Wagner's Anniversary And The End Of The World In 'Gotterdammerung'
The 2012-13 opera season has come and almost gone. For whatever wonders summer may hold, the Met Opera season of broadcasts closes this weekend with the living end, Richard Wagner's "Götterdämmerung."
In a staggering marathon of recapitulations, developments, plot changes and reversals, and a grand procession of leitmotivs that ignite a conflagration that ends the opera, the gods and the world are reborn in the cleansing fires of the overflowing Rhine.
But how does it all happen?
Wagner's vision of "The Ring" - like his vision of the world - altered through the quarter century that passed from conception to production.
It began with a reading of a work sometimes called "Young Siegfried," or at times "Siegfried's Death," in a hotel in Switzerland to an attentive but puzzled audience.
They kindly explained that they liked what they heard but could make no sense of the sequence of events.
Thus "The Ring" was born out of the necessary back story.
The plot and music of "Götterdämmerung" are among the loftiest, most epic and shattering in all of opera or music-drama.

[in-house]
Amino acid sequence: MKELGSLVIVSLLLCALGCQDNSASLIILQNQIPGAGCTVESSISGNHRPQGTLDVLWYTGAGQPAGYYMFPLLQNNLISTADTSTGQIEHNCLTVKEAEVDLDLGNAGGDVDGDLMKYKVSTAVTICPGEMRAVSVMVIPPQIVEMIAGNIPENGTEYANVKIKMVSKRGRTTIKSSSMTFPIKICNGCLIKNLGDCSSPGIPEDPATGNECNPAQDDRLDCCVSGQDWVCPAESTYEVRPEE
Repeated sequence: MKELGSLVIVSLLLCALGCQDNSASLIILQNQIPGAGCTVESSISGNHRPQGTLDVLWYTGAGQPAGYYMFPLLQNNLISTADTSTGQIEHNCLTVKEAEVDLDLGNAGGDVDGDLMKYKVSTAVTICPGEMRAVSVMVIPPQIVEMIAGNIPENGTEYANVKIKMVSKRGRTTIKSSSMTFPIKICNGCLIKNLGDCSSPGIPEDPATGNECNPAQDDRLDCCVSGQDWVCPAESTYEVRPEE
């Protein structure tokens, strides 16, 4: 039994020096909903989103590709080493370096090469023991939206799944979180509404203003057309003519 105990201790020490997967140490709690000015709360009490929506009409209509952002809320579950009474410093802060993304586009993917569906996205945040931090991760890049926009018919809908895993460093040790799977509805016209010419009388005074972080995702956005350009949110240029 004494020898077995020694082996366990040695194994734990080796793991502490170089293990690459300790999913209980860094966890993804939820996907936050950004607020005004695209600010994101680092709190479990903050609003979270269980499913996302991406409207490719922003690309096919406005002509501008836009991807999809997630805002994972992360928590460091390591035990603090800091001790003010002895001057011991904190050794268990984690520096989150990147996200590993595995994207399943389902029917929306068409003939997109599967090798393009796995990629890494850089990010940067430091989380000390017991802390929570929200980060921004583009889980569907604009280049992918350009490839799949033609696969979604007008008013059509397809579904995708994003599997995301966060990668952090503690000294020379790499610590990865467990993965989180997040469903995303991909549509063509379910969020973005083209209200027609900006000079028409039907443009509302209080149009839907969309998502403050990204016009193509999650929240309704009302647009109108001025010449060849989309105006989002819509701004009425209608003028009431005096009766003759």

After the reunion of Siegfried and Brünnhilde at the opening of Act One and the singing of the mutual declaration of love, "Zu neue Taten" (To new deeds, true hero), we get to the inspired Siegfried's Rhine journey and then the sunlit beauty dissolves into twilight, and night of the opera's progression.
Part simple domestic drama, part Norse epic, and with some of the greatest music ever written in any form, it all explodes in a cosmic tragedy.
The lonely Gibichungs Gunther and Getrune sit at home unmarried and lonely when their scheming and duplicitous "chief minister" Hagen suggests they marry the heroic Siegfried and Brünnhilde, aided by the magic potions of forgetfulness.
Siegfried arrives at their home, is given the drink, and the confusion begins as he abducts his own Brünnhilde and "gives" her to Gunther claiming he doesn't know her.
There are furious charges and counter charges from a Brünnhilde, now enraged:
There follows the famous blood oath in which all swear to Siegfried's death. It will be Hagen who kills him, stabbing our hero in the back.
This happens after pleading from the Rhine Maiden's that he return the ring and Waltraute's great narrative in which she begs her sister to relinquish the Ring and save the world.
Not even for this will she give up her lover's gift. It all ends after the famous Funeral march on a great pyre into which Brünnhilde will ride after recapitulating the entire saga in her finale, the famous Immolation Scene.
The world and the gods are consumed by fire so that the world may be cleansed and reborn.
Please tune in to KPAC 88.3 FM for the epic close to the Verdi–Wagner bicentennial this Saturday at 10:00 a.m. for Wagner's "Götterdämmerung."
Our cast includes Deborah Voigt, Jay Hunter Morris and is conducted by Fabio Luisi.
- More information is available online at: ringcycle.metoperafamily.org